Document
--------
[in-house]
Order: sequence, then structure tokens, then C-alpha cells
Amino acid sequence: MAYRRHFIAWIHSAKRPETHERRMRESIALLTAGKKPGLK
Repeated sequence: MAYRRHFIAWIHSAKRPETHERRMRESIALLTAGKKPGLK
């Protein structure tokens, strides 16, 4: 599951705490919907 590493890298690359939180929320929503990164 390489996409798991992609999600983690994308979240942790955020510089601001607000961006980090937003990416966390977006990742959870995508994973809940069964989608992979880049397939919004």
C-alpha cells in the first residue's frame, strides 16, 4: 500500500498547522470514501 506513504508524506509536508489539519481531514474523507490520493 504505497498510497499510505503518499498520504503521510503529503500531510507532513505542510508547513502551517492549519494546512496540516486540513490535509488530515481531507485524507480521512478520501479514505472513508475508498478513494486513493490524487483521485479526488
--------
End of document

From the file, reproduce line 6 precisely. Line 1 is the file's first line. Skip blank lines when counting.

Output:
C-alpha cells in the first residue's frame, strides 16, 4: 500500500498547522470514501 506513504508524506509536508489539519481531514474523507490520493 504505497498510497499510505503518499498520504503521510503529503500531510507532513505542510508547513502551517492549519494546512496540516486540513490535509488530515481531507485524507480521512478520501479514505472513508475508498478513494486513493490524487483521485479526488